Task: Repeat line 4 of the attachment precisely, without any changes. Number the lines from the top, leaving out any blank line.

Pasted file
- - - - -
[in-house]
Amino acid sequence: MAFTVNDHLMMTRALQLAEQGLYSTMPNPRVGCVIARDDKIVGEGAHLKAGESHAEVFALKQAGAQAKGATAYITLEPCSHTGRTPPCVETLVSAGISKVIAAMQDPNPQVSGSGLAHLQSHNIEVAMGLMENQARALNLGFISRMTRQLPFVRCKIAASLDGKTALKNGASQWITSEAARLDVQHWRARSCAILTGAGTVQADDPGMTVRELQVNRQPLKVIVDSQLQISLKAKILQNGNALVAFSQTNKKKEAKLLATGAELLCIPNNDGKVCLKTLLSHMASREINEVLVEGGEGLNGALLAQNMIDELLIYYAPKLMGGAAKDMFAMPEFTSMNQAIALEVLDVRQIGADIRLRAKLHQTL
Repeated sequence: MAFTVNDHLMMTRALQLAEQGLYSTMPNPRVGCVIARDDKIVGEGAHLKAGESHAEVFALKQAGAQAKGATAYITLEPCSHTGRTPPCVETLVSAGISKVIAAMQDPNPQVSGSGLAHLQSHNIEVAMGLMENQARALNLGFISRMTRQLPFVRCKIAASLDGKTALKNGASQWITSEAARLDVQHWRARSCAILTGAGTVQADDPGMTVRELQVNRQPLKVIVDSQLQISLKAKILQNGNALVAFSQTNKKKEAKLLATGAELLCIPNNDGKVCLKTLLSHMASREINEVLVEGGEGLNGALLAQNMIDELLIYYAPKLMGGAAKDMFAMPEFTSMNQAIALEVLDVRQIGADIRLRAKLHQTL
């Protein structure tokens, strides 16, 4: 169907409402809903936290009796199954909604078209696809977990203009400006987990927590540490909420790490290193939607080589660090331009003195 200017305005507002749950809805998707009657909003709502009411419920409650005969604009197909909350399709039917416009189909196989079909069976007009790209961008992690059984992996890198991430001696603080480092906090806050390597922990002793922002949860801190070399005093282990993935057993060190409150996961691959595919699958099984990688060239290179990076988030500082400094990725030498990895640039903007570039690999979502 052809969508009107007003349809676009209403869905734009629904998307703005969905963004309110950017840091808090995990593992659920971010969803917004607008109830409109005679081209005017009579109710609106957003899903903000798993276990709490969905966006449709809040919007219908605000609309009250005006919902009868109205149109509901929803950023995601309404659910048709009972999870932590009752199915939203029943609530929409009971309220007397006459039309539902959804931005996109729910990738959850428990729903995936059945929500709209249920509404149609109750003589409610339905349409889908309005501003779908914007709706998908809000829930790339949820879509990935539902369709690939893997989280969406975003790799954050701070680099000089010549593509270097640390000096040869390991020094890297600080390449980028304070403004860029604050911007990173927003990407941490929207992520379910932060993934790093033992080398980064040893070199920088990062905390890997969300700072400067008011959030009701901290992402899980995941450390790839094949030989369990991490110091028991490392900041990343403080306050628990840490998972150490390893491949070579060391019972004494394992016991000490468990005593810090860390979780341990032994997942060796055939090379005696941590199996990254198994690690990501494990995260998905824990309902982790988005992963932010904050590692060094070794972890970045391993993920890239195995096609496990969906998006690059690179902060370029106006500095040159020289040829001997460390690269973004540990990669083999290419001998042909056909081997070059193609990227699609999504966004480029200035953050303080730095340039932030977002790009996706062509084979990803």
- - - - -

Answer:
């Protein structure tokens, strides 16, 4: 169907409402809903936290009796199954909604078209696809977990203009400006987990927590540490909420790490290193939607080589660090331009003195 200017305005507002749950809805998707009657909003709502009411419920409650005969604009197909909350399709039917416009189909196989079909069976007009790209961008992690059984992996890198991430001696603080480092906090806050390597922990002793922002949860801190070399005093282990993935057993060190409150996961691959595919699958099984990688060239290179990076988030500082400094990725030498990895640039903007570039690999979502 052809969508009107007003349809676009209403869905734009629904998307703005969905963004309110950017840091808090995990593992659920971010969803917004607008109830409109005679081209005017009579109710609106957003899903903000798993276990709490969905966006449709809040919007219908605000609309009250005006919902009868109205149109509901929803950023995601309404659910048709009972999870932590009752199915939203029943609530929409009971309220007397006459039309539902959804931005996109729910990738959850428990729903995936059945929500709209249920509404149609109750003589409610339905349409889908309005501003779908914007709706998908809000829930790339949820879509990935539902369709690939893997989280969406975003790799954050701070680099000089010549593509270097640390000096040869390991020094890297600080390449980028304070403004860029604050911007990173927003990407941490929207992520379910932060993934790093033992080398980064040893070199920088990062905390890997969300700072400067008011959030009701901290992402899980995941450390790839094949030989369990991490110091028991490392900041990343403080306050628990840490998972150490390893491949070579060391019972004494394992016991000490468990005593810090860390979780341990032994997942060796055939090379005696941590199996990254198994690690990501494990995260998905824990309902982790988005992963932010904050590692060094070794972890970045391993993920890239195995096609496990969906998006690059690179902060370029106006500095040159020289040829001997460390690269973004540990990669083999290419001998042909056909081997070059193609990227699609999504966004480029200035953050303080730095340039932030977002790009996706062509084979990803």